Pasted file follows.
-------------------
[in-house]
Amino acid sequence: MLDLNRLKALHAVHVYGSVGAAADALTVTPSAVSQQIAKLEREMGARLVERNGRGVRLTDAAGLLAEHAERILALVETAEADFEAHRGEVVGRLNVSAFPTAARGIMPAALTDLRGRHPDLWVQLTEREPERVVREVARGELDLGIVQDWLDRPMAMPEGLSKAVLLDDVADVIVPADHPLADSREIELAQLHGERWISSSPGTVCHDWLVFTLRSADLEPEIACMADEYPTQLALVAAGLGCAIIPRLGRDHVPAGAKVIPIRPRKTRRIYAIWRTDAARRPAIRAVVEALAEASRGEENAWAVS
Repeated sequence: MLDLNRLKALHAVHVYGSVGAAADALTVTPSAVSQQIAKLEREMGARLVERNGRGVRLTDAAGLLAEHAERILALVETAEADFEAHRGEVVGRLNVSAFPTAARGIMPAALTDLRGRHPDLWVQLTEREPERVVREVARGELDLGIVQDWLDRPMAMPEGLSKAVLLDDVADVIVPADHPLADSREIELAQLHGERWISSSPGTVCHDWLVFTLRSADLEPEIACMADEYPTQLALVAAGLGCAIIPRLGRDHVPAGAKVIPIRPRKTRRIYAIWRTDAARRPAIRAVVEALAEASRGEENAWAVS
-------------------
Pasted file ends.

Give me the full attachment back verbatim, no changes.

[in-house]
Amino acid sequence: MLDLNRLKALHAVHVYGSVGAAADALTVTPSAVSQQIAKLEREMGARLVERNGRGVRLTDAAGLLAEHAERILALVETAEADFEAHRGEVVGRLNVSAFPTAARGIMPAALTDLRGRHPDLWVQLTEREPERVVREVARGELDLGIVQDWLDRPMAMPEGLSKAVLLDDVADVIVPADHPLADSREIELAQLHGERWISSSPGTVCHDWLVFTLRSADLEPEIACMADEYPTQLALVAAGLGCAIIPRLGRDHVPAGAKVIPIRPRKTRRIYAIWRTDAARRPAIRAVVEALAEASRGEENAWAVS
Repeated sequence: MLDLNRLKALHAVHVYGSVGAAADALTVTPSAVSQQIAKLEREMGARLVERNGRGVRLTDAAGLLAEHAERILALVETAEADFEAHRGEVVGRLNVSAFPTAARGIMPAALTDLRGRHPDLWVQLTEREPERVVREVARGELDLGIVQDWLDRPMAMPEGLSKAVLLDDVADVIVPADHPLADSREIELAQLHGERWISSSPGTVCHDWLVFTLRSADLEPEIACMADEYPTQLALVAAGLGCAIIPRLGRDHVPAGAKVIPIRPRKTRRIYAIWRTDAARRPAIRAVVEALAEASRGEENAWAVS